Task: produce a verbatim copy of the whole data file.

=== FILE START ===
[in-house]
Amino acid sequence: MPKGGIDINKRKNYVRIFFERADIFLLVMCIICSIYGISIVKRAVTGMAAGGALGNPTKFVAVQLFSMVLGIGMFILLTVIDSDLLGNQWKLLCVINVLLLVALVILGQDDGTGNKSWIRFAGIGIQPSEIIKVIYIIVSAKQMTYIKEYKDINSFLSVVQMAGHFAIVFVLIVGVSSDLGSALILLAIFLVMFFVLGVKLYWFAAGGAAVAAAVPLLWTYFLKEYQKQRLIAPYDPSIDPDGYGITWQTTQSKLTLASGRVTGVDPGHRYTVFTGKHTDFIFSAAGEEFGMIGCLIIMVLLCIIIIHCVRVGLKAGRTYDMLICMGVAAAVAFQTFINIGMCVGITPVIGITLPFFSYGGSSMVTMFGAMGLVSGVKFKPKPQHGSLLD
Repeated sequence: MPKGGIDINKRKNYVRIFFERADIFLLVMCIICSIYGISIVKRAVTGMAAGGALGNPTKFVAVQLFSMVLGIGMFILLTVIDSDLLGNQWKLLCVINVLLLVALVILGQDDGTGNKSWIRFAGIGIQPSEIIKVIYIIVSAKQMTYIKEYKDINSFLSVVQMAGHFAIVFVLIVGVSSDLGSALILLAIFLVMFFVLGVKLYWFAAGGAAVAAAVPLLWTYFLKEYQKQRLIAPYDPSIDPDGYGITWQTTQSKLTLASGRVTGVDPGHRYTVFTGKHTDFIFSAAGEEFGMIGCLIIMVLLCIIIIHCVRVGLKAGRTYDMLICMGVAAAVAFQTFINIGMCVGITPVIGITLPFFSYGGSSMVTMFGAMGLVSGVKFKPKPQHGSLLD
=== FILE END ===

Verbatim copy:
[in-house]
Amino acid sequence: MPKGGIDINKRKNYVRIFFERADIFLLVMCIICSIYGISIVKRAVTGMAAGGALGNPTKFVAVQLFSMVLGIGMFILLTVIDSDLLGNQWKLLCVINVLLLVALVILGQDDGTGNKSWIRFAGIGIQPSEIIKVIYIIVSAKQMTYIKEYKDINSFLSVVQMAGHFAIVFVLIVGVSSDLGSALILLAIFLVMFFVLGVKLYWFAAGGAAVAAAVPLLWTYFLKEYQKQRLIAPYDPSIDPDGYGITWQTTQSKLTLASGRVTGVDPGHRYTVFTGKHTDFIFSAAGEEFGMIGCLIIMVLLCIIIIHCVRVGLKAGRTYDMLICMGVAAAVAFQTFINIGMCVGITPVIGITLPFFSYGGSSMVTMFGAMGLVSGVKFKPKPQHGSLLD
Repeated sequence: MPKGGIDINKRKNYVRIFFERADIFLLVMCIICSIYGISIVKRAVTGMAAGGALGNPTKFVAVQLFSMVLGIGMFILLTVIDSDLLGNQWKLLCVINVLLLVALVILGQDDGTGNKSWIRFAGIGIQPSEIIKVIYIIVSAKQMTYIKEYKDINSFLSVVQMAGHFAIVFVLIVGVSSDLGSALILLAIFLVMFFVLGVKLYWFAAGGAAVAAAVPLLWTYFLKEYQKQRLIAPYDPSIDPDGYGITWQTTQSKLTLASGRVTGVDPGHRYTVFTGKHTDFIFSAAGEEFGMIGCLIIMVLLCIIIIHCVRVGLKAGRTYDMLICMGVAAAVAFQTFINIGMCVGITPVIGITLPFFSYGGSSMVTMFGAMGLVSGVKFKPKPQHGSLLD